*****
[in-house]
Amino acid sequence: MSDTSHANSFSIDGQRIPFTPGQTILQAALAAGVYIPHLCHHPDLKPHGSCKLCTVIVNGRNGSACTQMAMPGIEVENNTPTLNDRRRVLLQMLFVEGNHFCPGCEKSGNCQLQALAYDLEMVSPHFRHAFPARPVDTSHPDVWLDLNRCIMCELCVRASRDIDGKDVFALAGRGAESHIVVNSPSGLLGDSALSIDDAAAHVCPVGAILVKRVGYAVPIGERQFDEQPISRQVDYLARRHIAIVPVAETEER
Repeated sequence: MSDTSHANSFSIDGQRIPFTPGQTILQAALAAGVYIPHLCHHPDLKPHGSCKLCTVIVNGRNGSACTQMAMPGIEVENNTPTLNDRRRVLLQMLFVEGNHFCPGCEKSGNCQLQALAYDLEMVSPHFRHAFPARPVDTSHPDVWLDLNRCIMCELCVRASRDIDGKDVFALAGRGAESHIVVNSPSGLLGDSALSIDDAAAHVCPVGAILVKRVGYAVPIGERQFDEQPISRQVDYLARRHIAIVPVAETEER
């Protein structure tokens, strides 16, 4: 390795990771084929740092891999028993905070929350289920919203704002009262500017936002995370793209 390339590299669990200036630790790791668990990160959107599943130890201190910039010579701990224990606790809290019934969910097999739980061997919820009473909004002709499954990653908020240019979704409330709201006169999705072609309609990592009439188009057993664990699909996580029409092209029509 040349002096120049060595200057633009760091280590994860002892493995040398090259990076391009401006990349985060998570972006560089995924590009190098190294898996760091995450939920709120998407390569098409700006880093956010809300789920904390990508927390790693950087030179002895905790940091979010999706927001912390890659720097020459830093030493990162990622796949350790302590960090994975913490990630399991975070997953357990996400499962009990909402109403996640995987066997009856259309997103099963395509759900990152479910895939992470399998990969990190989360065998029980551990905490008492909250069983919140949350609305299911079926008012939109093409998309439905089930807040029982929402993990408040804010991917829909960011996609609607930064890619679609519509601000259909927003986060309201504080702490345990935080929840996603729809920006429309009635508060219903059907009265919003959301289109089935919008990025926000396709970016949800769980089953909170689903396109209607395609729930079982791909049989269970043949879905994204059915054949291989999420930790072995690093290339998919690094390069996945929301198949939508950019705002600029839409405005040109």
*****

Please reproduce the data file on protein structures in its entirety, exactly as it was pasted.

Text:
[in-house]
Amino acid sequence: MSDTSHANSFSIDGQRIPFTPGQTILQAALAAGVYIPHLCHHPDLKPHGSCKLCTVIVNGRNGSACTQMAMPGIEVENNTPTLNDRRRVLLQMLFVEGNHFCPGCEKSGNCQLQALAYDLEMVSPHFRHAFPARPVDTSHPDVWLDLNRCIMCELCVRASRDIDGKDVFALAGRGAESHIVVNSPSGLLGDSALSIDDAAAHVCPVGAILVKRVGYAVPIGERQFDEQPISRQVDYLARRHIAIVPVAETEER
Repeated sequence: MSDTSHANSFSIDGQRIPFTPGQTILQAALAAGVYIPHLCHHPDLKPHGSCKLCTVIVNGRNGSACTQMAMPGIEVENNTPTLNDRRRVLLQMLFVEGNHFCPGCEKSGNCQLQALAYDLEMVSPHFRHAFPARPVDTSHPDVWLDLNRCIMCELCVRASRDIDGKDVFALAGRGAESHIVVNSPSGLLGDSALSIDDAAAHVCPVGAILVKRVGYAVPIGERQFDEQPISRQVDYLARRHIAIVPVAETEER
């Protein structure tokens, strides 16, 4: 390795990771084929740092891999028993905070929350289920919203704002009262500017936002995370793209 390339590299669990200036630790790791668990990160959107599943130890201190910039010579701990224990606790809290019934969910097999739980061997919820009473909004002709499954990653908020240019979704409330709201006169999705072609309609990592009439188009057993664990699909996580029409092209029509 040349002096120049060595200057633009760091280590994860002892493995040398090259990076391009401006990349985060998570972006560089995924590009190098190294898996760091995450939920709120998407390569098409700006880093956010809300789920904390990508927390790693950087030179002895905790940091979010999706927001912390890659720097020459830093030493990162990622796949350790302590960090994975913490990630399991975070997953357990996400499962009990909402109403996640995987066997009856259309997103099963395509759900990152479910895939992470399998990969990190989360065998029980551990905490008492909250069983919140949350609305299911079926008012939109093409998309439905089930807040029982929402993990408040804010991917829909960011996609609607930064890619679609519509601000259909927003986060309201504080702490345990935080929840996603729809920006429309009635508060219903059907009265919003959301289109089935919008990025926000396709970016949800769980089953909170689903396109209607395609729930079982791909049989269970043949879905994204059915054949291989999420930790072995690093290339998919690094390069996945929301198949939508950019705002600029839409405005040109």